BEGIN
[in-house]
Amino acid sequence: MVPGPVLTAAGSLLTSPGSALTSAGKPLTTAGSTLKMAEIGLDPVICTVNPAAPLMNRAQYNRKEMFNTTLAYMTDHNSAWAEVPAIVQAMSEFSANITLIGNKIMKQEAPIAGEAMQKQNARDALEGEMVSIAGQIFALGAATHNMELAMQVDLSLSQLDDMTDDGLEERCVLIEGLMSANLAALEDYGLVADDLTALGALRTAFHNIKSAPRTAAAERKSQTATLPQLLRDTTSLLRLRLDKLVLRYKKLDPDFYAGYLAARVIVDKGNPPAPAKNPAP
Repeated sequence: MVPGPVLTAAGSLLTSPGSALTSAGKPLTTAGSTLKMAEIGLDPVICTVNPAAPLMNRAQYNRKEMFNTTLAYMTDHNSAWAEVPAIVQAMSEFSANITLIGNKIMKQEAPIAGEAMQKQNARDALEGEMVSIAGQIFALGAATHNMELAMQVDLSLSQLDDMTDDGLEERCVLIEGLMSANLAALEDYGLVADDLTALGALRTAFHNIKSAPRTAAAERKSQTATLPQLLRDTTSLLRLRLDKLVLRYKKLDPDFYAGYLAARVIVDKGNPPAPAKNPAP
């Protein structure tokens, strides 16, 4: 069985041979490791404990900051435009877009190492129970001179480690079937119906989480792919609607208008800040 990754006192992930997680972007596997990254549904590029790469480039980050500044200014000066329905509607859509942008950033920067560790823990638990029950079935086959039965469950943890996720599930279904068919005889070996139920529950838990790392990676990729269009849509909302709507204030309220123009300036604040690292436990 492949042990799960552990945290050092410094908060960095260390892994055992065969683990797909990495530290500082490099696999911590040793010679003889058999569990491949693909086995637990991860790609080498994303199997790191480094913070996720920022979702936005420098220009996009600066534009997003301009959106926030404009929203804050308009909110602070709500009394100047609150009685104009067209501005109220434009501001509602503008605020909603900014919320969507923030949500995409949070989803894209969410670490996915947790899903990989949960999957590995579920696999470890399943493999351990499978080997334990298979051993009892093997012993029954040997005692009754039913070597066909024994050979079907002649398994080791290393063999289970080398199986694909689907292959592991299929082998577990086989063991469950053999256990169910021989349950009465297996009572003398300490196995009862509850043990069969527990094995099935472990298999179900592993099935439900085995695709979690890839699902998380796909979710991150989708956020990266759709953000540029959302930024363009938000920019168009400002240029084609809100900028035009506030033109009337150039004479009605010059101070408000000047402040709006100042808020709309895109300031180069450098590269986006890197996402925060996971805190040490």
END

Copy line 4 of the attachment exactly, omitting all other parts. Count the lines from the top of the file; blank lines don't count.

């Protein structure tokens, strides 16, 4: 069985041979490791404990900051435009877009190492129970001179480690079937119906989480792919609607208008800040 990754006192992930997680972007596997990254549904590029790469480039980050500044200014000066329905509607859509942008950033920067560790823990638990029950079935086959039965469950943890996720599930279904068919005889070996139920529950838990790392990676990729269009849509909302709507204030309220123009300036604040690292436990 492949042990799960552990945290050092410094908060960095260390892994055992065969683990797909990495530290500082490099696999911590040793010679003889058999569990491949693909086995637990991860790609080498994303199997790191480094913070996720920022979702936005420098220009996009600066534009997003301009959106926030404009929203804050308009909110602070709500009394100047609150009685104009067209501005109220434009501001509602503008605020909603900014919320969507923030949500995409949070989803894209969410670490996915947790899903990989949960999957590995579920696999470890399943493999351990499978080997334990298979051993009892093997012993029954040997005692009754039913070597066909024994050979079907002649398994080791290393063999289970080398199986694909689907292959592991299929082998577990086989063991469950053999256990169910021989349950009465297996009572003398300490196995009862509850043990069969527990094995099935472990298999179900592993099935439900085995695709979690890839699902998380796909979710991150989708956020990266759709953000540029959302930024363009938000920019168009400002240029084609809100900028035009506030033109009337150039004479009605010059101070408000000047402040709006100042808020709309895109300031180069450098590269986006890197996402925060996971805190040490």